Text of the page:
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history of Poetry

History of Poetry

Poetry as an art form that predates literacy was used by civilization to keep an oral record of their traditions, law, and lineage. Epic poems were one of the first forms of oral history. Some of the earliest poetry is believed to have been orally recited or sun. With the development of writing, poetry has since developed into increasingly structured forms, though much of poetry since late 19th century has moved away from traditional forms towards the move of free verse and prose poem formats.

Ancient poetry is attributed to musical traditions and much of it can be accredited to religious movements. Many poems from the ancient world are a form of recorded cultural information of the people of the past; prayers or stories about religious subject matter, histories about their politics and wars are precious artifacts from preliterate history.

From the Vedas of India to the Odyssey are believed to probably be prepared in poetry form to help the oral history be easily memorized and oral transmission in ancient societies. Poetry often is found to be the earliest form records of most cultures. The oldest surviving poem is the Epic of Gilgamesh. The oldest love poem found was on a clay tablet from Samaria, known as the Istanbul # 2461. The Tibetan Epic of King Gesar is one of the longest epic poems known.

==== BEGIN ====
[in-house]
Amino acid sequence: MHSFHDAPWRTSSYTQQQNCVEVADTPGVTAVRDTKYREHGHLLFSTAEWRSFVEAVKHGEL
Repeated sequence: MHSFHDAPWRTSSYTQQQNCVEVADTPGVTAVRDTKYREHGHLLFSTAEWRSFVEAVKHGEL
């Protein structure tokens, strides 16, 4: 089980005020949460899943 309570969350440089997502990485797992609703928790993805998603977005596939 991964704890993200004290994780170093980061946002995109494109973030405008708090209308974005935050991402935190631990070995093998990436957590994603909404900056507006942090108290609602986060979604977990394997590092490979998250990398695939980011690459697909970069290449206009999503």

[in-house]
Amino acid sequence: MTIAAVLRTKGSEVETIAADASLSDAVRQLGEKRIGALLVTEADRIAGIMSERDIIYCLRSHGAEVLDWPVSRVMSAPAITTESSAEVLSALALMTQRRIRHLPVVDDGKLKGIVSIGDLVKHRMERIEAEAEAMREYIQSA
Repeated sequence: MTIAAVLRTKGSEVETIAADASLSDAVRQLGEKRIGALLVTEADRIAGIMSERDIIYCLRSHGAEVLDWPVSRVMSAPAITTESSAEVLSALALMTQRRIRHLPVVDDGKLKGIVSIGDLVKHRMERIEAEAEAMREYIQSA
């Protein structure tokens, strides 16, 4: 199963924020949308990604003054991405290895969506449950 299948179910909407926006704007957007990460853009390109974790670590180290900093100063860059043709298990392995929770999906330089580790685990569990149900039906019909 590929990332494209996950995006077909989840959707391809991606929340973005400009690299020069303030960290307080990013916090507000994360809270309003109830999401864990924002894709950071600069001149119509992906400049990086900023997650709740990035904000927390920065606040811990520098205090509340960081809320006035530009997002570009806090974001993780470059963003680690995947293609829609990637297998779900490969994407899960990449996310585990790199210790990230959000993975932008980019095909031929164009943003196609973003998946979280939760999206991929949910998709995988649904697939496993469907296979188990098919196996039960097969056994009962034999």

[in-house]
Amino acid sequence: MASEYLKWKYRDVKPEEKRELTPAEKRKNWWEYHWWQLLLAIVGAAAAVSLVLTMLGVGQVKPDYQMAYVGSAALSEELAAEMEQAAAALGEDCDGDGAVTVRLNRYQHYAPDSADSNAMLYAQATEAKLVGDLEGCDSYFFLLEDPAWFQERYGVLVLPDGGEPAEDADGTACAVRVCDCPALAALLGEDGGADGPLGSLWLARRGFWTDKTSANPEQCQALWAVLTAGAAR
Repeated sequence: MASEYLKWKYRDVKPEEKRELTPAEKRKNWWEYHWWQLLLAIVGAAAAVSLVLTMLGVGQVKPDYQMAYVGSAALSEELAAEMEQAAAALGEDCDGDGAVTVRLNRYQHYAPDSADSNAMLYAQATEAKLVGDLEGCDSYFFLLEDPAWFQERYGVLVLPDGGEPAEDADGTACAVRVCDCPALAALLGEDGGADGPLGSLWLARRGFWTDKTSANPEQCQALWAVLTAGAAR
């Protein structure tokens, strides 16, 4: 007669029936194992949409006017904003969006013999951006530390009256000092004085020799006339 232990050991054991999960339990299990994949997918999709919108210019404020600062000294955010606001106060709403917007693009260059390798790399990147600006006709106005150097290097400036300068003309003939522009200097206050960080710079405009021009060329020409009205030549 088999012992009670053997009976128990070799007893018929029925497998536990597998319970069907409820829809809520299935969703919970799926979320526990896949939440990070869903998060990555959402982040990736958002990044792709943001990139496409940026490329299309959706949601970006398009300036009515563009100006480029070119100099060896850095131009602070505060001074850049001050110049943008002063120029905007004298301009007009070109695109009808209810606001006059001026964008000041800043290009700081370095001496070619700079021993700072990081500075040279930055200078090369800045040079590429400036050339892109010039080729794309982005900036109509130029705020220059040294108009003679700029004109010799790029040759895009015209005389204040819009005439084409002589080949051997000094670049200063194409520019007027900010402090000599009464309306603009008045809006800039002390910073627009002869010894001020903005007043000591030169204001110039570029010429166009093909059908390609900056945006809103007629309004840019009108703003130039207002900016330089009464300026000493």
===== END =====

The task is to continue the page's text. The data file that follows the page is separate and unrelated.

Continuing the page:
Classical and early modern western traditional thinkers made classifications as a way to define poetry as we know it today. The Poetic by Aristotle describes three genres of poetry as defined: epic, comic, and tragic. He developed rules to distinguish the best quality poetry of each category. Later in the history of poetry aestheticians identified and modified Aristotle’s three categories of poetry to epic, lyric poetry, and dramatic poetry. The classic writers treated comedy and tragedy as subcategories of dramatic poetry. Aristotle’s works heavily influenced the Islamic Golden Age in the Middle East and Europe during the Renaissance. Poetry’s purpose became a way to render the beautiful or sublime without engaging in typical logical or narrative thought processes. The romantic poet’s approach saw as pivotal for a successful poem because form is abstract and unique from logic. During the romantic poetic age there was also substantially more interaction among the various poetic traditions, in part due to the spread of colonialism of Europe and attendant rise in global trade. During the romantic period numerous ancient works were rediscovered. The use of verse to transmit cultural information continues today.

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